The Shape of the Optimal Hedge Ratio: Modeling Joint Spot-Futures Prices using an Empirical Copula-GARCH Model
Gabriel J. Power and Dmitry V. Vedenov
Year: 2008
 

Abstract

Commodity cash and futures prices have been rising steadily since 2006. As evidenced by the April 2008 Commodity Futures Trading Commission Agricultural Forum, there is much concern among traditional futures and options market participants that the usefulness of commodity derivatives has been compromised. When basis risk is particularly high, dynamic hedging methods may be helpful despite their complexity and higher transaction costs. To assess the potential benefits of dynamic hedging in volatile times, this paper proposes a novel, empirical copula-based method to estimate GARCH models and to compute time-varying hedge ratios. This approach allows a nonlinear, asymmetric dependence structure between cash and futures prices. The paper addresses four principal questions: (1) Does the empirical copula-GARCH method overcome traditional limitations of dynamic hedging methods? (2) How does the empirical copula- GARCH hedging approach perform, for storable agricultural commodities, compared with traditional GARCH and Minimum Variance (static) hedging methods? (3) Is dynamic hedging more or less effective in the post-2006 biofuels expansion time period? (4) How sensitive is the ranking of methods to the hedging effectiveness criterion used? Preliminary findings suggest that the empirical copula-GARCH approach leads to superior hedging effectiveness based on some, but not all, risk criteria.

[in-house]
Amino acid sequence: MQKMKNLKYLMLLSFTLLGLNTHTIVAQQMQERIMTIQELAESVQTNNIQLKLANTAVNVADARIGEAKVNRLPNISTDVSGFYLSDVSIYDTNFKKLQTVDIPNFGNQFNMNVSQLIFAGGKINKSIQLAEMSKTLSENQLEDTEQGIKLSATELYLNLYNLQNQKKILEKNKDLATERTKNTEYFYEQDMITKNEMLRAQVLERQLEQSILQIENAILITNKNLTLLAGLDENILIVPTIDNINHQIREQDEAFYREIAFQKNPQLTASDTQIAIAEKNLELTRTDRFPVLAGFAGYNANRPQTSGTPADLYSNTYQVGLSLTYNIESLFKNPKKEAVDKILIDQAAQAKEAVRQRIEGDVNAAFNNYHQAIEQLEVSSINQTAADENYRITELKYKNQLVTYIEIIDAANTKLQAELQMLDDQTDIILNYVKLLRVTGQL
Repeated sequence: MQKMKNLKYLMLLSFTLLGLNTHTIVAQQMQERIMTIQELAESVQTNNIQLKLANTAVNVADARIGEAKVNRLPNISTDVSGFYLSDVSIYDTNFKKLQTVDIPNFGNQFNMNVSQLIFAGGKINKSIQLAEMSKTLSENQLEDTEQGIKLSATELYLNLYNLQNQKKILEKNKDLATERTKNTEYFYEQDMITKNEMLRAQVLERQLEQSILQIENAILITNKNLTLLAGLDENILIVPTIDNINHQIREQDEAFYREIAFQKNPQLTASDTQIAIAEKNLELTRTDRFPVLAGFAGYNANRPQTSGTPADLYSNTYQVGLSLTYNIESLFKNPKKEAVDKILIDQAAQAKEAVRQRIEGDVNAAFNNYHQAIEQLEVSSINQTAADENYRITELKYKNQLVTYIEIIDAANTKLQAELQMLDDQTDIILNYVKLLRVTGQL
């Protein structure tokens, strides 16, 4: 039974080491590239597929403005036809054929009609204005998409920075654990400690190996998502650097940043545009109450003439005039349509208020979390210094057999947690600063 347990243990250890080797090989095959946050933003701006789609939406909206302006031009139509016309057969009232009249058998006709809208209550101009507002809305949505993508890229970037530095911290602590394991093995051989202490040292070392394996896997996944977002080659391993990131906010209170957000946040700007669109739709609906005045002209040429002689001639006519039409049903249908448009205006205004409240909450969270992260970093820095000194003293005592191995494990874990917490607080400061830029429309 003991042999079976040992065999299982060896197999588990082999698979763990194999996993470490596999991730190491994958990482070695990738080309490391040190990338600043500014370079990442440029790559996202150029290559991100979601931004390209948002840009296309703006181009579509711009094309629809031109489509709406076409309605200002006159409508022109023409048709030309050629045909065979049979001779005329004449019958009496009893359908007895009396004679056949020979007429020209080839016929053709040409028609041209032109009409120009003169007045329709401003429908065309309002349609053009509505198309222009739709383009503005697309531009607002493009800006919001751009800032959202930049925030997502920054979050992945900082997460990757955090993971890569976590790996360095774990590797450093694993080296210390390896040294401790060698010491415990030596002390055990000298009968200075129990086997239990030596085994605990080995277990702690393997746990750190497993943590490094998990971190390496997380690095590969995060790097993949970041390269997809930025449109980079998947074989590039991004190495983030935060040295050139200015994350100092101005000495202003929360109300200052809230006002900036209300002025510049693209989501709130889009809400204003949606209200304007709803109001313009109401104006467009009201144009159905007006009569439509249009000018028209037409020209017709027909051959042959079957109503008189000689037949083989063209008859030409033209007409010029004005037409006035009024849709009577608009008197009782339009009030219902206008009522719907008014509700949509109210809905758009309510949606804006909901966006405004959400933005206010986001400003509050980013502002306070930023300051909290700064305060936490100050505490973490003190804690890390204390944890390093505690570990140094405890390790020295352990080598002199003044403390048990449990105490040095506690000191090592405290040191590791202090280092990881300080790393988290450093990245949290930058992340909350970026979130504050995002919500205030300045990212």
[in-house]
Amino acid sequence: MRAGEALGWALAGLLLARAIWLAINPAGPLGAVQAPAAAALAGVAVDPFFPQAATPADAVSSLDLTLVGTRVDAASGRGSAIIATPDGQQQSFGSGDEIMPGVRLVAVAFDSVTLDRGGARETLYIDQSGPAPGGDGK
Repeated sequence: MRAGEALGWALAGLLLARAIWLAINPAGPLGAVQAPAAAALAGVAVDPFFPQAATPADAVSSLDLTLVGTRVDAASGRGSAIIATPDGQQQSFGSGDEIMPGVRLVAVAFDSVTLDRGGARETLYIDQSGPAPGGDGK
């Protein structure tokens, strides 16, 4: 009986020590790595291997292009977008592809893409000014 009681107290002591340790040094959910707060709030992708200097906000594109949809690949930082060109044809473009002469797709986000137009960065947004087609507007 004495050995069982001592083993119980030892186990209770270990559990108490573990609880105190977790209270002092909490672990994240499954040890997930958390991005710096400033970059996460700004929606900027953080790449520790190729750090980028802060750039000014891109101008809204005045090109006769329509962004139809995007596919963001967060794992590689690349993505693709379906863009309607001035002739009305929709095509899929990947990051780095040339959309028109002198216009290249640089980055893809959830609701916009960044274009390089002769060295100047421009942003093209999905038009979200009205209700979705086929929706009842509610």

Click here for a copy of the paper in Adobe's PDF format.